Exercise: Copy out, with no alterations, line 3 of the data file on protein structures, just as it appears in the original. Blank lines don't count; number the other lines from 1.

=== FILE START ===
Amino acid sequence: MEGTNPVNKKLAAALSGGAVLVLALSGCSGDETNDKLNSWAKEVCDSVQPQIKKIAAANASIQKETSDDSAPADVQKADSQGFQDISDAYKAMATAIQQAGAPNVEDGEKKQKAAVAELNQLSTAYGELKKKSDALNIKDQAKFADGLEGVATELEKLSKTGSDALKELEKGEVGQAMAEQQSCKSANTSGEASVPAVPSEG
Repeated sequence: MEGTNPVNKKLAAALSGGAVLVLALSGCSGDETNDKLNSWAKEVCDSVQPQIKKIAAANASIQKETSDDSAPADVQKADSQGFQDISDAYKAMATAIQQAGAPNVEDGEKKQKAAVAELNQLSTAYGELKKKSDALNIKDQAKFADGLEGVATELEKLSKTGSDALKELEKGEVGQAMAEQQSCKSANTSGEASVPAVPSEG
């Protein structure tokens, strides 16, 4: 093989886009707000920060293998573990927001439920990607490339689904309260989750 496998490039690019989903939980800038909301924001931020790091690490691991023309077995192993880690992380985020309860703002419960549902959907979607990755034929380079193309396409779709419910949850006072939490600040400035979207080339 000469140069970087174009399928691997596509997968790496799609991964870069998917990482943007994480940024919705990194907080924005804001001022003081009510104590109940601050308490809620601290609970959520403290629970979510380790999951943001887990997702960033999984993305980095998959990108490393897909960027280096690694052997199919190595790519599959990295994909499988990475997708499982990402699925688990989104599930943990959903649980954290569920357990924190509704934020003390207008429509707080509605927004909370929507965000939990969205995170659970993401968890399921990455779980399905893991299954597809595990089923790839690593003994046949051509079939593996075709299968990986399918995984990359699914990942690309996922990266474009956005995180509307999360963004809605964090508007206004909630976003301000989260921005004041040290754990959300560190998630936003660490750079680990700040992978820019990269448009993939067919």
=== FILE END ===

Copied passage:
């Protein structure tokens, strides 16, 4: 093989886009707000920060293998573990927001439920990607490339689904309260989750 496998490039690019989903939980800038909301924001931020790091690490691991023309077995192993880690992380985020309860703002419960549902959907979607990755034929380079193309396409779709419910949850006072939490600040400035979207080339 000469140069970087174009399928691997596509997968790496799609991964870069998917990482943007994480940024919705990194907080924005804001001022003081009510104590109940601050308490809620601290609970959520403290629970979510380790999951943001887990997702960033999984993305980095998959990108490393897909960027280096690694052997199919190595790519599959990295994909499988990475997708499982990402699925688990989104599930943990959903649980954290569920357990924190509704934020003390207008429509707080509605927004909370929507965000939990969205995170659970993401968890399921990455779980399905893991299954597809595990089923790839690593003994046949051509079939593996075709299968990986399918995984990359699914990942690309996922990266474009956005995180509307999360963004809605964090508007206004909630976003301000989260921005004041040290754990959300560190998630936003660490750079680990700040992978820019990269448009993939067919």